I’m talking about the government authorities, doctors, TV personalities, special reporters and school nutritionists. You haven’t been leveling with us. All that talk about healthy diet, and the food pyramid – you just happened to leave out the little part about the kids themselves. Why does nobody mention that youngsters are basically cute little appetites on legs, automatically set to hunt down sweets and fats to eat or hide under the mattress? It’s a known fact. Babies are born craving sugar. They can’t help it.
Keeping this vital information from parents makes no sense. If I drove out of the dealership and my new car had an automatic and natural tendency to steer towards cliff edges, deep water and heavy immovable objects, I’d want to know about it BEFORE we were moving at speed down Suicide Mountain. I’d want a warning, flashing right up there on the dashboard in big red letters. Not some pretty colored signs halfway down the grade, suggesting that I use sensible driving tips to try and persuade it not to fly, smoking, off into the void.
And I’d have something to say to the folks making money selling them.
I don’t normally take all four kids at the same time to the grocery store. Or promise them on the drive that they can each pick out one small treat. I’m now up to speed why it’s a really bad idea.
We hit the aisles with one basket, and they split up chittering, happy as birds. My idea was, they’d go find some favorite snack or food not usually allowed as part of the house menu. Their idea was to inventory the food mart, and come up with the largest, lowest nutrient content, processed, food-like calorie bombs they could find. The one’s with the big “Mom Would Never Let This In The House” stickers. They set up a relay and proudly dragged their prizes to the cart.
‘Wait’, I’d say. ‘What’s this?’
Through the bag I can make out colors I’ve never seen in nature before. Before I get an answer, another box flies in. It looks like a month’s supply of sprinkle covered, chocolate coated, fudge filled, artificial ice cream stuffed cones with nuts on top.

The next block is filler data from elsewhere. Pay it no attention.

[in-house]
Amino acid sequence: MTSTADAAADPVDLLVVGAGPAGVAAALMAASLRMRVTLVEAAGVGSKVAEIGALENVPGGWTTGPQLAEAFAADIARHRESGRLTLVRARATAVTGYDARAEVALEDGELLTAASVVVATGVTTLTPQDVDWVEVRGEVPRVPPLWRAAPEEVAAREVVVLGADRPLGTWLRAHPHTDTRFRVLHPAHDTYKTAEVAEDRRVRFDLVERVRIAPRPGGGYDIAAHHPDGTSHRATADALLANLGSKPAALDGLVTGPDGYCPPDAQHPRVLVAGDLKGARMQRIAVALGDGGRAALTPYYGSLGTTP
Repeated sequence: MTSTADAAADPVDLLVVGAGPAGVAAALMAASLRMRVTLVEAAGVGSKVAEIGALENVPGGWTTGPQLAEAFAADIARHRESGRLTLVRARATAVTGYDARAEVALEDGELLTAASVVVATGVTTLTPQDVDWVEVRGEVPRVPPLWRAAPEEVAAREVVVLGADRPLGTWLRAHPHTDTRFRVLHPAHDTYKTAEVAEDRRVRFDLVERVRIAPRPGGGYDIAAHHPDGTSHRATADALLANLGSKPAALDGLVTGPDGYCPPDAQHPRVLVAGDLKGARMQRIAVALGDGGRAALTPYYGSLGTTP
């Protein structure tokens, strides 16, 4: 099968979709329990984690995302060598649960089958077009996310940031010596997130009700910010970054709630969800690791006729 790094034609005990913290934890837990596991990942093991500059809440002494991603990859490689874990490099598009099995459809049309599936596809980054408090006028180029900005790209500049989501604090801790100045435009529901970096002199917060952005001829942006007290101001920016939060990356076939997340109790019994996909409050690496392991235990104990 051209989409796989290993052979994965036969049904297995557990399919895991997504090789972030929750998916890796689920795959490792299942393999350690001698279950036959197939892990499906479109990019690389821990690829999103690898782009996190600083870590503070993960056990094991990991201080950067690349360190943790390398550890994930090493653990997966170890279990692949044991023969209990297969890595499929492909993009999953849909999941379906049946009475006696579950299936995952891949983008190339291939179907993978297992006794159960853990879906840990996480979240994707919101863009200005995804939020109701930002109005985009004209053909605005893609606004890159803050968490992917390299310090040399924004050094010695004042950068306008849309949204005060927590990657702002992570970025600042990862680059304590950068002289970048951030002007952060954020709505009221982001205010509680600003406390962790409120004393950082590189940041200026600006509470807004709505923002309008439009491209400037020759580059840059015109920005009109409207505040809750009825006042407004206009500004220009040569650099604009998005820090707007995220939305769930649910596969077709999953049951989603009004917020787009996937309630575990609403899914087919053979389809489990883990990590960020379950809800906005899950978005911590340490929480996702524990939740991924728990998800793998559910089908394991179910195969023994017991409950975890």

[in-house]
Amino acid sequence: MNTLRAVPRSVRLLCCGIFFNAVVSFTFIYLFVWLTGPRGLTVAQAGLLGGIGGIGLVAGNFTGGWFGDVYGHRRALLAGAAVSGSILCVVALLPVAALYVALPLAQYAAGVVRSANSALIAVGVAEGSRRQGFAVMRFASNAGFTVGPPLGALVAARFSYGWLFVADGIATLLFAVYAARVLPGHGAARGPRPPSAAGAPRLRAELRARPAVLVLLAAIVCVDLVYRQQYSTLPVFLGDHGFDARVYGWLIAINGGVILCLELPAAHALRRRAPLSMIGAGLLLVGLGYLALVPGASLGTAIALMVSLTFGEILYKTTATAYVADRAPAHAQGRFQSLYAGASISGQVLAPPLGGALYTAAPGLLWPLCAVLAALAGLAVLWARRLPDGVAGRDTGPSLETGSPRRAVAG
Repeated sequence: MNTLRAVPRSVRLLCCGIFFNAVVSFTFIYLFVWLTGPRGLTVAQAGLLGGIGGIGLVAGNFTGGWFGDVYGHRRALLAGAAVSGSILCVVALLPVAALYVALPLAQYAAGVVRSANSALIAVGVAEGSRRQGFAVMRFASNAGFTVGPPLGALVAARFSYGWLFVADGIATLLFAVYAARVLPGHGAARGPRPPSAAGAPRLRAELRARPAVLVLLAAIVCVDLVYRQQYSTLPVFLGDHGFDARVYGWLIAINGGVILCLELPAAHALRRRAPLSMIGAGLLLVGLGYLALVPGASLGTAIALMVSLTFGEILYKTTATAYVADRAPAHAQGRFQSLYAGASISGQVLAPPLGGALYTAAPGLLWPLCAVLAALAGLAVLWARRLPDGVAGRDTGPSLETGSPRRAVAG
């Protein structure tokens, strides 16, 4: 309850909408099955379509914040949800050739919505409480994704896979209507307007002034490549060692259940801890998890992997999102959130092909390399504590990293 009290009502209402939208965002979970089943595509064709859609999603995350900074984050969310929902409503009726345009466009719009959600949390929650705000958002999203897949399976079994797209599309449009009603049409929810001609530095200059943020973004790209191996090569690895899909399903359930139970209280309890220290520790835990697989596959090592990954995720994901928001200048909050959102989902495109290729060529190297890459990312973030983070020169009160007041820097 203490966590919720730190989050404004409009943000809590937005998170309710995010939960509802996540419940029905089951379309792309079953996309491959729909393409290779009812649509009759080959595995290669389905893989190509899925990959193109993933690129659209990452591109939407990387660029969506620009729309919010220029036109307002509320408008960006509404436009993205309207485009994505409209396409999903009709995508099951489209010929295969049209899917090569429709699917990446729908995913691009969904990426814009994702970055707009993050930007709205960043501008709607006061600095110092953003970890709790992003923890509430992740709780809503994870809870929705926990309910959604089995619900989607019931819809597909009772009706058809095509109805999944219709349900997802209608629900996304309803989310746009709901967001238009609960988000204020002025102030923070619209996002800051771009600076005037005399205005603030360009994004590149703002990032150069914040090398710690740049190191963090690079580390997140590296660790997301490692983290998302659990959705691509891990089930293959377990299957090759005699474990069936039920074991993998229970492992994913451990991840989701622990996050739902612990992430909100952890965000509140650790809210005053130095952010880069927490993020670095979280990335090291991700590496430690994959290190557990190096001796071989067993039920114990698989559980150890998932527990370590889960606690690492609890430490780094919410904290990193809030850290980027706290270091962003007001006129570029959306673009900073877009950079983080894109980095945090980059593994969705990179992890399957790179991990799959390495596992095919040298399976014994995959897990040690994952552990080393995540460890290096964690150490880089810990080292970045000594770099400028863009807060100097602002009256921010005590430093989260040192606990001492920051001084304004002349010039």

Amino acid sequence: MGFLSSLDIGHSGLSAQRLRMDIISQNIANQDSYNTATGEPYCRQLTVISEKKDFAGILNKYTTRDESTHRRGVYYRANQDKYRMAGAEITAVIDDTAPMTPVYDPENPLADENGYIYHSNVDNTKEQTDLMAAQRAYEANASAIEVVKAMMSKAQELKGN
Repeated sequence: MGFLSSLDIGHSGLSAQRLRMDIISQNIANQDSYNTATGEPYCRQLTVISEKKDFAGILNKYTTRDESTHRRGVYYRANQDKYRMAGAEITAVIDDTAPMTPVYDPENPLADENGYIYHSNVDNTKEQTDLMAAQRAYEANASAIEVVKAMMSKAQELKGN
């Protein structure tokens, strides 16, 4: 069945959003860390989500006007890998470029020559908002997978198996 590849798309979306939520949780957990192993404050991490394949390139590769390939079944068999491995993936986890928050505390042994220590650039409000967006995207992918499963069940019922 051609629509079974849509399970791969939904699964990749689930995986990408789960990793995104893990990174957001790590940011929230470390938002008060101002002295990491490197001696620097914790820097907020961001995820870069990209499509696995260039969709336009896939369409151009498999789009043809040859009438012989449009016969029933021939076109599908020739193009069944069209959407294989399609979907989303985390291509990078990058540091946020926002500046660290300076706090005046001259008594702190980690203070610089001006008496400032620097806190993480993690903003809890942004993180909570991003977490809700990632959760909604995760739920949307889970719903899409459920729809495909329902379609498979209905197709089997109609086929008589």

‘That’s not small,’ I say.
‘Look, Dad, they’re really, really small,” she says. All fifty of them.
‘This is what I want’, I hear behind me. My son with a cart of his own. I didn’t know they sold chip assortments in 30 bag family sizes.
‘Hang on, everybody’, I say, holding up my hands. ‘Huddle up. The deal was, one little snack or treat, not the biggest thing you can carry. Take all these back and we’ll go check this out together.’ They roll their eyes and slowly, painfully, unload the basket.
I deliberately steer to the fruit. ‘Look, ripe mangos!’ They exchange looks, and I can see we’re in for a tough negotiation. Before long we start attracting attention from moms, who look at the kids, look at me, turn away with a hidden smile and shake their heads. They can see I’m out of my league.
‘Can I…’, ‘No’, ‘How about…’ ‘No’.
Without thinking I turn into the cookie aisle, and instantly realize I’ve made a huge tactical blunder. It’s the longest aisle in the store. Spilling boxes from floor to ceiling. You can smell the sugar. The kids bolt like horses at a desert oasis.
Now, it’s a marvel of modern engineering that you can put just the same few ingredients together, and make endless varieties of products. And it’s a testament to how skilled and expert companies have become in knowing what kids are wired to want to eat. Let’s just say, they have it down to a fine science. A very profitable science. If the health and nutrition groups were half as good, we wouldn’t have an obesity epidemic.
I won’t go into the details of how this little expedition turned out. There was upset, threats, and a shouting tantrum. The kids stayed calm and polite, I was proud of them. We compromised and took some vitamin fortified treats home and weathered mom’s disapproval.
But I’m still angry.